Will Terry Dankovich’s “Drinkable Book” finally solve the reliability problem of safe drinking water supply for the world’s poorest citizens?
By: Ringo Bones
By last count, as many as 358-million people in sub-Saharan Africa do not have a reliable access to safe clean drinking water. The good news is researchers have just come up with a book on water safety whose very pages can be used to filter water to make it safe to drink. Results of the trials done in 25 contaminated water sites in South Africa, Ghana, Kenya, Haiti and Bangladesh showed that the said book, which contains tiny particles of copper and silver, could eliminate over 99-percent of disease-causing bacteria as stated in the results of the project unveiled at the American Chemical Society’s national meeting that began back in August 16, 2015.
Teri Dankovich, from Carnegie Mellon in Pittsburgh, who has been leading the research on what she calls “The Drinkable Book”, said in one trial that they tested a ditch contaminated with sewage that contained millions of disease-causing bacteria. Dankovich said: “even if highly contaminated water sources like the one we tested, we can achieve 99.9-percent purity with our silver-and-copper nanoparticle paper, bringing bacteria levels down comparable to those found in United States’ tap water”.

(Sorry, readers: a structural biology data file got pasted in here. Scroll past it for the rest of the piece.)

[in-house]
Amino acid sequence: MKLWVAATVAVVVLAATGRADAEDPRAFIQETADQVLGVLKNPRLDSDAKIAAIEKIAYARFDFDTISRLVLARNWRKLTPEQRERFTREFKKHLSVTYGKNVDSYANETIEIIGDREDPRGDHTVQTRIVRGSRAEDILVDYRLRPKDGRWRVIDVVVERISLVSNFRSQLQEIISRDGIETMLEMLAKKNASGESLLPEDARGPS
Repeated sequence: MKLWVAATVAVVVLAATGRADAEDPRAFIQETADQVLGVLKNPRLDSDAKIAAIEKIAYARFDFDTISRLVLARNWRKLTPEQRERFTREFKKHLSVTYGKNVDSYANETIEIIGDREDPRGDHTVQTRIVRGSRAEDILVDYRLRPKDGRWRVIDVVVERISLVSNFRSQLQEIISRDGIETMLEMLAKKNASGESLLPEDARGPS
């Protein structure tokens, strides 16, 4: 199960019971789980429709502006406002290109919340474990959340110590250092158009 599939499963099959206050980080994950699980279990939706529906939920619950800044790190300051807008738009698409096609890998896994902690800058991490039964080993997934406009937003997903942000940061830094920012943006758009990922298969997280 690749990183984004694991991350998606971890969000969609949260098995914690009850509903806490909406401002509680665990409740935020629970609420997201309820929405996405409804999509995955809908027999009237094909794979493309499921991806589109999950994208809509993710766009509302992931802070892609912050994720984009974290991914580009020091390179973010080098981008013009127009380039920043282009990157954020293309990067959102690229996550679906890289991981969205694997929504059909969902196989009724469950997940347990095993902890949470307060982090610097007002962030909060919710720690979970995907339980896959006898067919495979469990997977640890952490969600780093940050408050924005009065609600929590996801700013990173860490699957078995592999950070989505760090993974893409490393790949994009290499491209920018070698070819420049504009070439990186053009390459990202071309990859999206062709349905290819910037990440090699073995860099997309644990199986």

Each paper of the pages in the Drinkable Book is embedded with silver and copper nanoparticles. The pages contain instructions in English and the local language the book is destined to. Water is poured and filtered through the pages themselves. One page can purify up to 100 liters – about 26 gallons – of water and one book can supply one person’s drinking water needs for about 4 years, the researchers said. The researchers currently make the books themselves – but are now looking to ramp up production and send the books to local communities.